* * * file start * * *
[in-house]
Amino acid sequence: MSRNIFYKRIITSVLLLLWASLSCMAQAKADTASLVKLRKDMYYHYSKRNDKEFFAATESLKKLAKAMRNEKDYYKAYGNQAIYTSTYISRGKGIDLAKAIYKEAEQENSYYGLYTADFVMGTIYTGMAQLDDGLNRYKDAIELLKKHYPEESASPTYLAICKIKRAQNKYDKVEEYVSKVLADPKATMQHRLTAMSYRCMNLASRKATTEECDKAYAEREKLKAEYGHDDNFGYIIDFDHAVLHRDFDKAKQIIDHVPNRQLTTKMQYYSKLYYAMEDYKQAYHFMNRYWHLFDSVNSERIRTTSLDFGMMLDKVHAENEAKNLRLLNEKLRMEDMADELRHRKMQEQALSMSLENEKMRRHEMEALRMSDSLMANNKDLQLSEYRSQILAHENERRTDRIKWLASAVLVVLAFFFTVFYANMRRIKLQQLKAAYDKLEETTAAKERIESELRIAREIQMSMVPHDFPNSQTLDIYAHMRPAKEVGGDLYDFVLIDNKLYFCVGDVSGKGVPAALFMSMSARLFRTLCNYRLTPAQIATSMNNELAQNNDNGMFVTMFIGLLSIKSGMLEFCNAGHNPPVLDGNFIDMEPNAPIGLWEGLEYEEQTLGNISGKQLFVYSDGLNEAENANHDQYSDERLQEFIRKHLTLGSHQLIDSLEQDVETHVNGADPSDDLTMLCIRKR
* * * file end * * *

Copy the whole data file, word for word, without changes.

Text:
[in-house]
Amino acid sequence: MSRNIFYKRIITSVLLLLWASLSCMAQAKADTASLVKLRKDMYYHYSKRNDKEFFAATESLKKLAKAMRNEKDYYKAYGNQAIYTSTYISRGKGIDLAKAIYKEAEQENSYYGLYTADFVMGTIYTGMAQLDDGLNRYKDAIELLKKHYPEESASPTYLAICKIKRAQNKYDKVEEYVSKVLADPKATMQHRLTAMSYRCMNLASRKATTEECDKAYAEREKLKAEYGHDDNFGYIIDFDHAVLHRDFDKAKQIIDHVPNRQLTTKMQYYSKLYYAMEDYKQAYHFMNRYWHLFDSVNSERIRTTSLDFGMMLDKVHAENEAKNLRLLNEKLRMEDMADELRHRKMQEQALSMSLENEKMRRHEMEALRMSDSLMANNKDLQLSEYRSQILAHENERRTDRIKWLASAVLVVLAFFFTVFYANMRRIKLQQLKAAYDKLEETTAAKERIESELRIAREIQMSMVPHDFPNSQTLDIYAHMRPAKEVGGDLYDFVLIDNKLYFCVGDVSGKGVPAALFMSMSARLFRTLCNYRLTPAQIATSMNNELAQNNDNGMFVTMFIGLLSIKSGMLEFCNAGHNPPVLDGNFIDMEPNAPIGLWEGLEYEEQTLGNISGKQLFVYSDGLNEAENANHDQYSDERLQEFIRKHLTLGSHQLIDSLEQDVETHVNGADPSDDLTMLCIRKR